What energy was to the 20th century — a pricy commodity, prime geopolitical factor and public preoccupation — water may well become for the 21st. If you take a look at the interactive map of global water stress rankings recently put together by the World Resources Institute (WRI), you’ll see why.
Out of 181 nations included in the rankings, 37 face what WRI calls “extremely high” levels of water stress. Many more, together containing at least one-third of the world’s population, fall into the “high” or “medium to high” categories.
What does that mean, exactly? According to the data, the highest-stress nations — shown in red on the map — use more than 80 percent of their available water each year. “Such situations severely threaten national water security and economic growth — especially if a country does not have adequate water-management plans in place,” wrote WRI’s Paul Reig, Andrew Maddocks and Francis Gassert in a blog post announcing the findings.
The researchers looked at not only baseline water stress — that’s the ratio of annual water withdrawals to renewable supply — but also at the yearly and seasonal variation in water supply, the number of floods between 1985 and 2011, and the severity of drought between 1901 and 2008. The data came from WRI’s Aqueduct Water Risk Analysis.
Most of the nations among the 37 most-stressed are located on islands or in deserts, and so face significant geographical challenges. Many Caribbean countries and several on the Arabian Peninsula make the list, along with Iran, Morocco, Mongolia and Afghanistan.
But other countries, many with large populations, find themselves in trouble due to a combination of supply and demand issues. India, Mexico, South Africa, Chile and Australia are all ranked as “high stress.” The United States and China fall into the “medium to high stress” category at numbers 70 and 72, respectively. Both nations face “high” risk levels in their agricultural sectors.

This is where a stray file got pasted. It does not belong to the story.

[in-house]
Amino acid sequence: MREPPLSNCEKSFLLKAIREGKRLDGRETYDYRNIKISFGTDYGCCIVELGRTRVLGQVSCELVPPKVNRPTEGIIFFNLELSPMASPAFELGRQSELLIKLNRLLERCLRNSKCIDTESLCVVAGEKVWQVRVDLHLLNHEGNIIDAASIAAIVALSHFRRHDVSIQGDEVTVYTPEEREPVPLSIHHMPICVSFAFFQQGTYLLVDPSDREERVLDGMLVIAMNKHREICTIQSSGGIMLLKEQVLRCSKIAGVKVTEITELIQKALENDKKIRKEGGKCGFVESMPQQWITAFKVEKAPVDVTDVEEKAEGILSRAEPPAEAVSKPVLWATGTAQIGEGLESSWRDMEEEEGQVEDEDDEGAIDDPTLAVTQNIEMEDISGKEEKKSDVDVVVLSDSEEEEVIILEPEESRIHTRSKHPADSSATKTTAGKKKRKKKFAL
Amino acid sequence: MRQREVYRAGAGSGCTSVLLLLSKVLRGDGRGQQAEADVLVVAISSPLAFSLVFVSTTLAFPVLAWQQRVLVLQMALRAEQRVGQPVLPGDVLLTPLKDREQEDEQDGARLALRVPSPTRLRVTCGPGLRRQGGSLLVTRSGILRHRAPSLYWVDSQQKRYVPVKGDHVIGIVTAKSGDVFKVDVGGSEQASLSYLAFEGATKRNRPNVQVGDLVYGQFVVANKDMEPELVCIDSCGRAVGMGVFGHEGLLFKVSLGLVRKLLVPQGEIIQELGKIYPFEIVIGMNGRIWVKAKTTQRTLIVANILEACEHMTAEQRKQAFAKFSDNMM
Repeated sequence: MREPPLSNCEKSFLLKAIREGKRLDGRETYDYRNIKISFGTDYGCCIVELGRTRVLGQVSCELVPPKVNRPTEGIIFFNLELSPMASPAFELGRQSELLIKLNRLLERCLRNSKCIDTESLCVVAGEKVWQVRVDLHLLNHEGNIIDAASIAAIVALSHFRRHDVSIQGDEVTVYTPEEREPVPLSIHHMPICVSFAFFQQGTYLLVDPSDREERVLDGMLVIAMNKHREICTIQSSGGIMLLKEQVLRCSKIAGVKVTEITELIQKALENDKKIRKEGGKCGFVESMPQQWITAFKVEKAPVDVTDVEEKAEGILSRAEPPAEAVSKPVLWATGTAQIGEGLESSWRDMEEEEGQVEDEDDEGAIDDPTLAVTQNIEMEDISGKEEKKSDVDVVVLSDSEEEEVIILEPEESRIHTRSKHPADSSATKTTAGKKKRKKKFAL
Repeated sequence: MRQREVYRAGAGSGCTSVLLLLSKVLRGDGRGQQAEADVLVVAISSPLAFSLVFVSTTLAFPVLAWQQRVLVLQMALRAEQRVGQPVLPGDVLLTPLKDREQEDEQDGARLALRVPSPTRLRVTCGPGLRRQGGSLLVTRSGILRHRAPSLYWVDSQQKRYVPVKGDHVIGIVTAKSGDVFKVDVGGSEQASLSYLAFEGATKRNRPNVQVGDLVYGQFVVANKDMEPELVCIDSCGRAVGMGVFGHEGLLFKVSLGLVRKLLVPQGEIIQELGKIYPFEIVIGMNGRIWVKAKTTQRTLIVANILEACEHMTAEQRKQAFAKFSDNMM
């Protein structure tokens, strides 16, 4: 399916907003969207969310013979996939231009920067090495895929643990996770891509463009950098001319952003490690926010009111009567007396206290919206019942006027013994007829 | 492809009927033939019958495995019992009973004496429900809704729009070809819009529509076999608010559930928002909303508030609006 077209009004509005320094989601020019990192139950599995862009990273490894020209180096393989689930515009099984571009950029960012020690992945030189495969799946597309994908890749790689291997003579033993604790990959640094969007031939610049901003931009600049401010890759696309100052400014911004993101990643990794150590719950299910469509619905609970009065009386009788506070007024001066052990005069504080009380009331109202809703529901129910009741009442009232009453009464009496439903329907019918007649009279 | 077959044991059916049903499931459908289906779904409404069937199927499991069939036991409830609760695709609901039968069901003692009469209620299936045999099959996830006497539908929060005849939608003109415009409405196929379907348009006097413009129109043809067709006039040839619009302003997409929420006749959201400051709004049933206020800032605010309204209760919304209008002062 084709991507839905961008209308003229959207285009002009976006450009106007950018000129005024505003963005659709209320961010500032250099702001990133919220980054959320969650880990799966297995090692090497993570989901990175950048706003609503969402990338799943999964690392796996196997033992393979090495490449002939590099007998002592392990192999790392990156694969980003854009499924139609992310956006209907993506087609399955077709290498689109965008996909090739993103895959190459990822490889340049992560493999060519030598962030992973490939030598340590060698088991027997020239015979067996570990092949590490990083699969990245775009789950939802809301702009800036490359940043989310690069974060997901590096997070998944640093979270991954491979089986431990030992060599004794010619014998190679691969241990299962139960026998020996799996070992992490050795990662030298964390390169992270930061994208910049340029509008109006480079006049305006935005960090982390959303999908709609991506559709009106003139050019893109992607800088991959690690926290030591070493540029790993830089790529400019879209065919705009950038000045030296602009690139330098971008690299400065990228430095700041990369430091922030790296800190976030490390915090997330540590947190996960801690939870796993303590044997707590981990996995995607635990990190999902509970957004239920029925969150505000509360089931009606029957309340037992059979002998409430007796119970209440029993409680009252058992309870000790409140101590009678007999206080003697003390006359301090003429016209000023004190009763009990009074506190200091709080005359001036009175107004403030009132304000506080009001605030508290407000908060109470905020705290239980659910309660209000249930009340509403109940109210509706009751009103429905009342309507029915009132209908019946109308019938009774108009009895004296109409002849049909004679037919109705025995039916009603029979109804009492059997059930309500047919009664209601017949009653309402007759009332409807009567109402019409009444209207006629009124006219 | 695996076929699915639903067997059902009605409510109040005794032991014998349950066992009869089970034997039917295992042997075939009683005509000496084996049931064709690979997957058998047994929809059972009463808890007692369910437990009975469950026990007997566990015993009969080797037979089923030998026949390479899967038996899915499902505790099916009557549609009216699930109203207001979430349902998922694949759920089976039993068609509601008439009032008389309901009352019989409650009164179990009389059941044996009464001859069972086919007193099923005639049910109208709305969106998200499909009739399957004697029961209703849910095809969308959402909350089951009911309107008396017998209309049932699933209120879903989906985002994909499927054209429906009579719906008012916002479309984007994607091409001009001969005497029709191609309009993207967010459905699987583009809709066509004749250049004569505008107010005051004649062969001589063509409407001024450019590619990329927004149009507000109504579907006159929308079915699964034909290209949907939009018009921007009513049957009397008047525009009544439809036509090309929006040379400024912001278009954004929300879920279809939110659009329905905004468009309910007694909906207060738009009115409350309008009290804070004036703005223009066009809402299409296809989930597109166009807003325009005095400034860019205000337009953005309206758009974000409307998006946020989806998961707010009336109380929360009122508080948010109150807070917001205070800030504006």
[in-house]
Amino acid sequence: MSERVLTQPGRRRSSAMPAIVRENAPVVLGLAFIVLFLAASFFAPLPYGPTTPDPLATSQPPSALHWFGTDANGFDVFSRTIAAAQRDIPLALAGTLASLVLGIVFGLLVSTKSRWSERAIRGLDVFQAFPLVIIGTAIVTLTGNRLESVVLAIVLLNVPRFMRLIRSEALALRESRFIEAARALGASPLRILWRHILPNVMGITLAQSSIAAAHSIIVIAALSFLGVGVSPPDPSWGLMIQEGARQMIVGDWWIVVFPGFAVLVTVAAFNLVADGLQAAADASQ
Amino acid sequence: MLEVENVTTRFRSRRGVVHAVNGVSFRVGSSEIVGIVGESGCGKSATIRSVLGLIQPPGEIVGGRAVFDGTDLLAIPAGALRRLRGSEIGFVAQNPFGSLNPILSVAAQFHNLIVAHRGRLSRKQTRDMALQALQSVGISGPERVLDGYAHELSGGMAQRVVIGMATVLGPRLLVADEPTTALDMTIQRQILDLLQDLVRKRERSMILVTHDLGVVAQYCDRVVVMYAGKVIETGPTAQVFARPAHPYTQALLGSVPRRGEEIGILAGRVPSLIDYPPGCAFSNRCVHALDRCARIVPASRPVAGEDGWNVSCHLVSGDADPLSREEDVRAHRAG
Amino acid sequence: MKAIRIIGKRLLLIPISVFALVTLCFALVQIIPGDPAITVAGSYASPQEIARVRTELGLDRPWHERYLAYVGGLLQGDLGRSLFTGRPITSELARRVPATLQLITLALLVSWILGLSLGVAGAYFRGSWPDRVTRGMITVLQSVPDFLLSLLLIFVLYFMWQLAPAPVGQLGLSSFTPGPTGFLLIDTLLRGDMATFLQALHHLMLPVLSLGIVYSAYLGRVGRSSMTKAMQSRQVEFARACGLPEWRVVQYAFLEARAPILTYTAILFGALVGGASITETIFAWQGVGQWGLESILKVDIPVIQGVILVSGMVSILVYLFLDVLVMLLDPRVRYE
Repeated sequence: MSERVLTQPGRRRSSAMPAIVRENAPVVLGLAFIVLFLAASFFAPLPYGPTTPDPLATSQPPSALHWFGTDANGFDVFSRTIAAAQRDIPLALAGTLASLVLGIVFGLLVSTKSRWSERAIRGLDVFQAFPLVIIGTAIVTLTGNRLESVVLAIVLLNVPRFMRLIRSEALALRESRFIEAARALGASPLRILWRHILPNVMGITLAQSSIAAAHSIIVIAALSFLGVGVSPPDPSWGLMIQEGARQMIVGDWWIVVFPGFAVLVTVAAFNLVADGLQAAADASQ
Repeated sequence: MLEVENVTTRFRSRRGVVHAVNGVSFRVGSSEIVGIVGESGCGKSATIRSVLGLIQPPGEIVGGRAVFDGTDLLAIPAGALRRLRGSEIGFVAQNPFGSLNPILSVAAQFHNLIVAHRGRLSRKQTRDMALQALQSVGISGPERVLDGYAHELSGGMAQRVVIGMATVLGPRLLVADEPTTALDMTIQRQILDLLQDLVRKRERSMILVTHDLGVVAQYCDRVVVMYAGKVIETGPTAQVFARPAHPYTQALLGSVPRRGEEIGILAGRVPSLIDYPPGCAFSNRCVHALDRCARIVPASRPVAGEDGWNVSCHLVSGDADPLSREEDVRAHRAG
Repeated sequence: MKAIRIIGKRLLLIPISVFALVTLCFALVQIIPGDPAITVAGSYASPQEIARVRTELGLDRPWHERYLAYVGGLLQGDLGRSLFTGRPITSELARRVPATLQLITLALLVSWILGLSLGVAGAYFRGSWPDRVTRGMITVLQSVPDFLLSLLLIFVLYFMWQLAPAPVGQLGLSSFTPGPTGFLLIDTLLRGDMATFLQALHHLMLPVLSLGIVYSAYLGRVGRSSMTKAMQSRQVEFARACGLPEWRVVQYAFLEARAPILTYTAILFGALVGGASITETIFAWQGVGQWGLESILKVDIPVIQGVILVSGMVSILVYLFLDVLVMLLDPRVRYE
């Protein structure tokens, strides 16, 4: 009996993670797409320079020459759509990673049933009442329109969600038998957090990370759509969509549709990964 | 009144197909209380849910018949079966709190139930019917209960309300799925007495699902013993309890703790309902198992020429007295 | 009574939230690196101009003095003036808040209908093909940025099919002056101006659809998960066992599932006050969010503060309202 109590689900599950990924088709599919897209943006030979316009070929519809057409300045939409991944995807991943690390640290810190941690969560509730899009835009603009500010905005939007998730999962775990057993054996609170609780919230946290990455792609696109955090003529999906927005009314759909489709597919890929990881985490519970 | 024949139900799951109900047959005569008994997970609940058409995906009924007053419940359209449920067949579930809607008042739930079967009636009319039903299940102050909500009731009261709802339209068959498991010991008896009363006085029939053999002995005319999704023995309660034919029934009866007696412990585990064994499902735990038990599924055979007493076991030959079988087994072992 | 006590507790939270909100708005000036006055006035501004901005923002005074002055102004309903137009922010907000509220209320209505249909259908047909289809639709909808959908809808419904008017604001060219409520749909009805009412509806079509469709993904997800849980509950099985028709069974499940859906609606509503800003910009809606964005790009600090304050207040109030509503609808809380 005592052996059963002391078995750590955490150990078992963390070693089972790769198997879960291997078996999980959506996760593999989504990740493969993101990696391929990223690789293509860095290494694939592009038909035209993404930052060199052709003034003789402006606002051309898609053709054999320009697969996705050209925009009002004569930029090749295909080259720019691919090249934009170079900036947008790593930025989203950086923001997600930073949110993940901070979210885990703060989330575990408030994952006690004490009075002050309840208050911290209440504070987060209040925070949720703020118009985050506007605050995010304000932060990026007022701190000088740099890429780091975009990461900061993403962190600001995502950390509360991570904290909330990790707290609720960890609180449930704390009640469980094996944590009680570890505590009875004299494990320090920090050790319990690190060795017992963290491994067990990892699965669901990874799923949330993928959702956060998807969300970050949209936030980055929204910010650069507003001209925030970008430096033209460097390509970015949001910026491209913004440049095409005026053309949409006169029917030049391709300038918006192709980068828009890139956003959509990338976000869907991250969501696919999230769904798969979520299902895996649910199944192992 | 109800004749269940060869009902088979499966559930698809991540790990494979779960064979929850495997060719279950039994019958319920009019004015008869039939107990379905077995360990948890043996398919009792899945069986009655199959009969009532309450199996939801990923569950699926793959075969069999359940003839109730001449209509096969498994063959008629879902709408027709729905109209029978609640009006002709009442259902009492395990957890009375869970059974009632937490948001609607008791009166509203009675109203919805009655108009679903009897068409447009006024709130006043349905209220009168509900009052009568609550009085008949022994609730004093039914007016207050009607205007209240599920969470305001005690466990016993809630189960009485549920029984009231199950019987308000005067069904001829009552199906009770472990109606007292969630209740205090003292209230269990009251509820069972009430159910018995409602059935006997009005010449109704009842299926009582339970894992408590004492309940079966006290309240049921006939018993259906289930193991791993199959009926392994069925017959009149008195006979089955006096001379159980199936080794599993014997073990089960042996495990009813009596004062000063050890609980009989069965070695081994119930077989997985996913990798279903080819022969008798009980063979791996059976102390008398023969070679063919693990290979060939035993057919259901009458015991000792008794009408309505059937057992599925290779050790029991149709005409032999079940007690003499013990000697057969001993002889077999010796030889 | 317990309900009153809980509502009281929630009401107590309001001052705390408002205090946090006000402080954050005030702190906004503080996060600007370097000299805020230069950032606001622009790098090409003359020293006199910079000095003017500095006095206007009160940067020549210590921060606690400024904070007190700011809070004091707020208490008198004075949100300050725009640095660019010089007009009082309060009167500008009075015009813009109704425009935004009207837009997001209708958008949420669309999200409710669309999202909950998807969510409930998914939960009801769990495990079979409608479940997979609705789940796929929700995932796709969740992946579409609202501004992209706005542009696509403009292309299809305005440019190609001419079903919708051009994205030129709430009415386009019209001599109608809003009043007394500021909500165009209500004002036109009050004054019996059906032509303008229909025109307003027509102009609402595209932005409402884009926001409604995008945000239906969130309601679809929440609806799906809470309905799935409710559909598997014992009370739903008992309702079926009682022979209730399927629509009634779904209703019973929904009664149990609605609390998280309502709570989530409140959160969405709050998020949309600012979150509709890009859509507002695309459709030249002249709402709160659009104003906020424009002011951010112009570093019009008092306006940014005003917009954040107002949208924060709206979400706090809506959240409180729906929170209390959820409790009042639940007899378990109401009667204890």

As the WRI researchers point out, a nation facing severe natural constraints on its water supply can still find solutions. Singapore has no freshwater lakes or aquifers and received the highest ranking for water stress, yet it is a leader in water management because of its forward-thinking practices in rainwater collection, desalination, recycled water and conservation. It also has been shrewd in its negotiation of international agreements, importing 40 percent of its water supply from Malaysia.
Water strategies such as those developed in Singapore will likely become increasingly relevant for nations such as the United States. For a long time, the U.S. has played fast and loose with its water supply. In the new world of water, that will have to change.
Watermark is made possible with the support of the Surdna Foundation.
Sarah Goodyear has written about cities for a variety of publications, including CityLab, Grist and Streetsblog. She lives in Brooklyn.